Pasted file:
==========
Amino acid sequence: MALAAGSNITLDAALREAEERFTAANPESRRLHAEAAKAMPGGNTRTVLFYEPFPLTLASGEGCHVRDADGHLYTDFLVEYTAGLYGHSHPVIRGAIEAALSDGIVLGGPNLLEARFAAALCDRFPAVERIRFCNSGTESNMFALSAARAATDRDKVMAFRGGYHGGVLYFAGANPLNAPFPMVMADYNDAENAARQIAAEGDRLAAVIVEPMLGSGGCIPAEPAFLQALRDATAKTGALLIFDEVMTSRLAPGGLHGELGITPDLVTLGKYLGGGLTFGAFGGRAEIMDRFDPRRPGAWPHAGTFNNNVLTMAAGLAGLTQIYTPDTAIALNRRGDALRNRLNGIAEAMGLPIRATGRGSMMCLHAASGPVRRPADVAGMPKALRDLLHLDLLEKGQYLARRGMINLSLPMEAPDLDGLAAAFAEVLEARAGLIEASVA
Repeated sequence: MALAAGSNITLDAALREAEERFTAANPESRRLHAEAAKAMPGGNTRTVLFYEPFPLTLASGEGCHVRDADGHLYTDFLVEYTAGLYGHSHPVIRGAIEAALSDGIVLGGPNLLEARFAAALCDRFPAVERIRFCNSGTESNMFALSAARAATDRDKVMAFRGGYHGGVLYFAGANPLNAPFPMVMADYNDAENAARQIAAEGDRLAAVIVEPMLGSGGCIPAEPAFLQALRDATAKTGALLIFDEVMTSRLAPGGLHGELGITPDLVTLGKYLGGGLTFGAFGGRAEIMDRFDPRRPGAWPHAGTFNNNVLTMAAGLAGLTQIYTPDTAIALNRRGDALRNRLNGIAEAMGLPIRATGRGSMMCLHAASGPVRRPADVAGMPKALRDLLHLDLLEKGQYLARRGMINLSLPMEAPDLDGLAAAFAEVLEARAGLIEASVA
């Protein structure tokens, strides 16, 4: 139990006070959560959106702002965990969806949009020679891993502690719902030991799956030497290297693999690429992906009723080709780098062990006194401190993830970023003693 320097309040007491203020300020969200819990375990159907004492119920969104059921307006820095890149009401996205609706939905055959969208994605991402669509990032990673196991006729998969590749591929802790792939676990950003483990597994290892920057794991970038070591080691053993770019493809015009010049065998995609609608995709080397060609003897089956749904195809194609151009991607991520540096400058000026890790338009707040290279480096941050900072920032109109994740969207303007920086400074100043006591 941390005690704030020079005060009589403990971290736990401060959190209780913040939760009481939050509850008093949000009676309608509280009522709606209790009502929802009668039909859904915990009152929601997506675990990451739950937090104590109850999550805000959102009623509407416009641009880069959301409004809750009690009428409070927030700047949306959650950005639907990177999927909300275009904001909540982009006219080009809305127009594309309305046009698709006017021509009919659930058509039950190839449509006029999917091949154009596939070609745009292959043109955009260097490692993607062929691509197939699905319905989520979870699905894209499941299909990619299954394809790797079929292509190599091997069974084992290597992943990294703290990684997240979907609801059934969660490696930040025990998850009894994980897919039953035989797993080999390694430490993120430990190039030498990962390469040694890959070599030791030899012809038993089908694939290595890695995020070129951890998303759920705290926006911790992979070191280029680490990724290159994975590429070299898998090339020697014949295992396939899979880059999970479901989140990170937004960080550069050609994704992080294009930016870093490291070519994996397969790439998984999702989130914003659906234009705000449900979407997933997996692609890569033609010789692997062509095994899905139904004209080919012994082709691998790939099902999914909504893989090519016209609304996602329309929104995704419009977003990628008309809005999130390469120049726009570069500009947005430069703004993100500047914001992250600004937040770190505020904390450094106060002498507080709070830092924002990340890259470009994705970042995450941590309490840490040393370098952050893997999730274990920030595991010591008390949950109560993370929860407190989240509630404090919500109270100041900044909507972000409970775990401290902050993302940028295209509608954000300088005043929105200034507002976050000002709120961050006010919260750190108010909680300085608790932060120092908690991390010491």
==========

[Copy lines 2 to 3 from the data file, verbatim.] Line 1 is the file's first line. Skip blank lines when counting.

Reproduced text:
Repeated sequence: MALAAGSNITLDAALREAEERFTAANPESRRLHAEAAKAMPGGNTRTVLFYEPFPLTLASGEGCHVRDADGHLYTDFLVEYTAGLYGHSHPVIRGAIEAALSDGIVLGGPNLLEARFAAALCDRFPAVERIRFCNSGTESNMFALSAARAATDRDKVMAFRGGYHGGVLYFAGANPLNAPFPMVMADYNDAENAARQIAAEGDRLAAVIVEPMLGSGGCIPAEPAFLQALRDATAKTGALLIFDEVMTSRLAPGGLHGELGITPDLVTLGKYLGGGLTFGAFGGRAEIMDRFDPRRPGAWPHAGTFNNNVLTMAAGLAGLTQIYTPDTAIALNRRGDALRNRLNGIAEAMGLPIRATGRGSMMCLHAASGPVRRPADVAGMPKALRDLLHLDLLEKGQYLARRGMINLSLPMEAPDLDGLAAAFAEVLEARAGLIEASVA
């Protein structure tokens, strides 16, 4: 139990006070959560959106702002965990969806949009020679891993502690719902030991799956030497290297693999690429992906009723080709780098062990006194401190993830970023003693 320097309040007491203020300020969200819990375990159907004492119920969104059921307006820095890149009401996205609706939905055959969208994605991402669509990032990673196991006729998969590749591929802790792939676990950003483990597994290892920057794991970038070591080691053993770019493809015009010049065998995609609608995709080397060609003897089956749904195809194609151009991607991520540096400058000026890790338009707040290279480096941050900072920032109109994740969207303007920086400074100043006591 941390005690704030020079005060009589403990971290736990401060959190209780913040939760009481939050509850008093949000009676309608509280009522709606209790009502929802009668039909859904915990009152929601997506675990990451739950937090104590109850999550805000959102009623509407416009641009880069959301409004809750009690009428409070927030700047949306959650950005639907990177999927909300275009904001909540982009006219080009809305127009594309309305046009698709006017021509009919659930058509039950190839449509006029999917091949154009596939070609745009292959043109955009260097490692993607062929691509197939699905319905989520979870699905894209499941299909990619299954394809790797079929292509190599091997069974084992290597992943990294703290990684997240979907609801059934969660490696930040025990998850009894994980897919039953035989797993080999390694430490993120430990190039030498990962390469040694890959070599030791030899012809038993089908694939290595890695995020070129951890998303759920705290926006911790992979070191280029680490990724290159994975590429070299898998090339020697014949295992396939899979880059999970479901989140990170937004960080550069050609994704992080294009930016870093490291070519994996397969790439998984999702989130914003659906234009705000449900979407997933997996692609890569033609010789692997062509095994899905139904004209080919012994082709691998790939099902999914909504893989090519016209609304996602329309929104995704419009977003990628008309809005999130390469120049726009570069500009947005430069703004993100500047914001992250600004937040770190505020904390450094106060002498507080709070830092924002990340890259470009994705970042995450941590309490840490040393370098952050893997999730274990920030595991010591008390949950109560993370929860407190989240509630404090919500109270100041900044909507972000409970775990401290902050993302940028295209509608954000300088005043929105200034507002976050000002709120961050006010919260750190108010909680300085608790932060120092908690991390010491």